How does this translate into cyber insurance? There are several interesting aspects to think about, in both omissions categories. Let us start with the systemic risk – what happens to the insurance pool if all customers issue claims simultaneously? Each claim typically exceed the premiums paid by any one single customer. Therefore, a cyberattack that spreads to large portions of the internet are hard to insure while keeping the insurer’s risk under control. Take for example the WannaCry ransomware attack in May; within a day more than 200.000 computers in 150 countries were infected. The Petya attack following in June caused similar reactions but the number of infected computers is estimated to be much lower. As the WannaCry still looks like a poorly implemented cybercrime campaign intended to make money for the attacker, the Petya ransomware seems to have been a targeted cyberweapon used against the Ukraine; the rest was collateral damage, most likely. But for Ukrainian companies, the government and computer users this was a major attack: it took down systems belonging to critical infrastructure providers, it halted airport operations, it affected the government, it took hold of payment terminals in stores; the attack was a major threat to the entire society. What could a local insurer have done if it had covered most of those entities against any and all cyberattacks? It would most likely not have been able to pay out, and would have gone bankrupt.
A case that came up in security forums after the WannaCry attack was “pre-existing condition” in cyber insurance. Many policies had included “human error” in the omissions clauses; basically, saying that you are not covered if you are breached through a phishing e-mail. Some policies also include an “unpatched system” as an omission clause; if you have not patched, you are not covered. Not all policies are like that, and underwriters will typically gauge a firm’s cyber security maturity before entering into an insurance contract covering conditions that are heavily influenced by security culture. These are risks that are hard to include in quantitative risk calculations; the data are simply not there.
Insurance is definitely a reasonable control for mature companies, but there is little value in paying premiums if the business doesn’t satisfy the omissions clauses. For small businesses it will pay off to focus on the fundamentals first, and then to expand with a reasonable insurance policy.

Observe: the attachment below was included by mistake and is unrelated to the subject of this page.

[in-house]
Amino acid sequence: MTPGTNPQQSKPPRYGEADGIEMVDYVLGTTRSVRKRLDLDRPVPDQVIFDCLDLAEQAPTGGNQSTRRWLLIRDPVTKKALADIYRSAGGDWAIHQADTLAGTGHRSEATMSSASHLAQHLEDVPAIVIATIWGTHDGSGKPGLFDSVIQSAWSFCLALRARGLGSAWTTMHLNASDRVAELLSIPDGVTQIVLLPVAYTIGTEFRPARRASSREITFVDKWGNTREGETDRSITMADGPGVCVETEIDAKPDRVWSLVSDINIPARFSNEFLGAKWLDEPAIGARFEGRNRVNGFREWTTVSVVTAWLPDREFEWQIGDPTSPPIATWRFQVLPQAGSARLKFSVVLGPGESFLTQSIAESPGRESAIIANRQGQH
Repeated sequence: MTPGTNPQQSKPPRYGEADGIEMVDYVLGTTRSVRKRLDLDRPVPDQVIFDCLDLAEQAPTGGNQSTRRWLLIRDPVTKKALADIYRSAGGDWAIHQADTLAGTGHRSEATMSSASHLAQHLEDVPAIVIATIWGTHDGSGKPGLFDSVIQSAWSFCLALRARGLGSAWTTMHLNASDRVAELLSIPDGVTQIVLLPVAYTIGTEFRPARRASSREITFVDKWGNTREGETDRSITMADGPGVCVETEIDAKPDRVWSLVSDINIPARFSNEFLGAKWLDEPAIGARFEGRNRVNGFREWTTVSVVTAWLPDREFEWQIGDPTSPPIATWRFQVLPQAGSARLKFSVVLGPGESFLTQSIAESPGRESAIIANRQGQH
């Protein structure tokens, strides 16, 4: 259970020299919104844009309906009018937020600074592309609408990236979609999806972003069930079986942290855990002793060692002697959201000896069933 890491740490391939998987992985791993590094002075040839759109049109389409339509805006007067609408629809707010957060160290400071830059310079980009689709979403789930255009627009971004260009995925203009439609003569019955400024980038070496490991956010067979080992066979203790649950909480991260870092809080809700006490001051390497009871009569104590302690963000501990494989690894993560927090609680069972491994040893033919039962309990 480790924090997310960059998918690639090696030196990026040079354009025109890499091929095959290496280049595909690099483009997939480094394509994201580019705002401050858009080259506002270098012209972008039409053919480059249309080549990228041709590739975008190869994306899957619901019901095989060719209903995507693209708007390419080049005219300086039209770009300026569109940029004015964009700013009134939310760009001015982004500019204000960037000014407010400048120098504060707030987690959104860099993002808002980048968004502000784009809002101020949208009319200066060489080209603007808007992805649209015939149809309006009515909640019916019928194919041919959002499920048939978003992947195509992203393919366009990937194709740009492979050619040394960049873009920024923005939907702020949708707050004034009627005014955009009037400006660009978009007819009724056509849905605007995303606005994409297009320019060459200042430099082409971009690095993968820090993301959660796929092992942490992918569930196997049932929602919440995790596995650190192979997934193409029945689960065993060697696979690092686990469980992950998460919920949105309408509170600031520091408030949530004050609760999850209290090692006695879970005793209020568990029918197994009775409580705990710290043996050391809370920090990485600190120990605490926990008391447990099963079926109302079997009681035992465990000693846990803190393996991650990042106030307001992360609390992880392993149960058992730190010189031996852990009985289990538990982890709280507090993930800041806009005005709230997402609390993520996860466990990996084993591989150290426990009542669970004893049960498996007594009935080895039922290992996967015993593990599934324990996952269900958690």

For insurance companies it is important to find reasonable risk pooling measures to better cover large-scale infections like WannaCry. Because this is a serious threat to many businesses, not having meaningful insurance products in place will hamper economic growth overall. It is also important for insurers to get a grasp on individual omissions clauses – because in cyber risk management the thinking around “pre-existing condition” is flawed – security practice and culture is a dynamic and evolving thing, which means that the coverage omissions should be based on current states rather than a survey conducted prior to policy renewal.
What followed pretty much resembled the WannaCry media panic messages: things will be encrypted, there is nowhere to hide and society is going to crash hard… Of course, if somebody encrypts your files, and this spreads throughout your network, it is pretty close to an ocean of pain. At least if you are unprepared. So, instead of an analysis of the Petya virus, or some derivative of it, let’s get down to what we can do to prepare and survive a ransomware attack. Because it really isn’t that hard. Really.
A security baseline means the security controls you apply irrespective of risk level. The things that everybody should do, and that will actually stop almost every cyberattack. Yes, almost every attack, say like 90% of them. And it doesn’t even require you to buy a lot of expensive consulting services or other snakeoil to fix it. Here we go, this should be the minimum baseline for everyone:
Patch your software as fast as you can whenever a new security patch comes out. Operating systems normally do this automatically if you do not configure your system otherwise. Sometimes organizations need to check compatibility for critical systems, and such, but the main rule is: patch everything as fast as you can.
Do not allow users to perform regular work using an account with administrator rights. Most users don’t even need admin rights at all, but if they do, give them two accounts. Perform work using a standard account with limited privileges.
Run a firewall that is configured to block all incoming traffic (unless you need it).
If you run an organization: use application whitelisting. Do not allow execution of unauthorized code, or at least code running from unauthorized locations (like USB media or downloaded email attatchments).
Backup everything. See below for details. This doesn’t stop any attacks but it saves the day when you are under siege. It is like a secret superweapon that more or less guarantees criminals won’t get their payday.